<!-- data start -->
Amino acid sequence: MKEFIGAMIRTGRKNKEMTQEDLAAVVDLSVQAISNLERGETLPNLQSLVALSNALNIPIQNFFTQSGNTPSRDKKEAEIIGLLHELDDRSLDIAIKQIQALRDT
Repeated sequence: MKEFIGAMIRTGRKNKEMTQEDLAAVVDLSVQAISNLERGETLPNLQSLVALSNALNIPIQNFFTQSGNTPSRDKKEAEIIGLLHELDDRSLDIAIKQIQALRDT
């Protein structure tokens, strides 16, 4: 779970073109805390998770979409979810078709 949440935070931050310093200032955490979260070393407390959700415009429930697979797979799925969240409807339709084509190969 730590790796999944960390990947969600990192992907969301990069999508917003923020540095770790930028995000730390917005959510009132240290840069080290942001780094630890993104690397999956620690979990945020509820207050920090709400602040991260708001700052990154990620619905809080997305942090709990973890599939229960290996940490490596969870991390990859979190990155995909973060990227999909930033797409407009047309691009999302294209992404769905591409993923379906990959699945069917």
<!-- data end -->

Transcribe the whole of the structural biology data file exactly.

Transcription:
Amino acid sequence: MKEFIGAMIRTGRKNKEMTQEDLAAVVDLSVQAISNLERGETLPNLQSLVALSNALNIPIQNFFTQSGNTPSRDKKEAEIIGLLHELDDRSLDIAIKQIQALRDT
Repeated sequence: MKEFIGAMIRTGRKNKEMTQEDLAAVVDLSVQAISNLERGETLPNLQSLVALSNALNIPIQNFFTQSGNTPSRDKKEAEIIGLLHELDDRSLDIAIKQIQALRDT
């Protein structure tokens, strides 16, 4: 779970073109805390998770979409979810078709 949440935070931050310093200032955490979260070393407390959700415009429930697979797979799925969240409807339709084509190969 730590790796999944960390990947969600990192992907969301990069999508917003923020540095770790930028995000730390917005959510009132240290840069080290942001780094630890993104690397999956620690979990945020509820207050920090709400602040991260708001700052990154990620619905809080997305942090709990973890599939229960290996940490490596969870991390990859979190990155995909973060990227999909930033797409407009047309691009999302294209992404769905591409993923379906990959699945069917």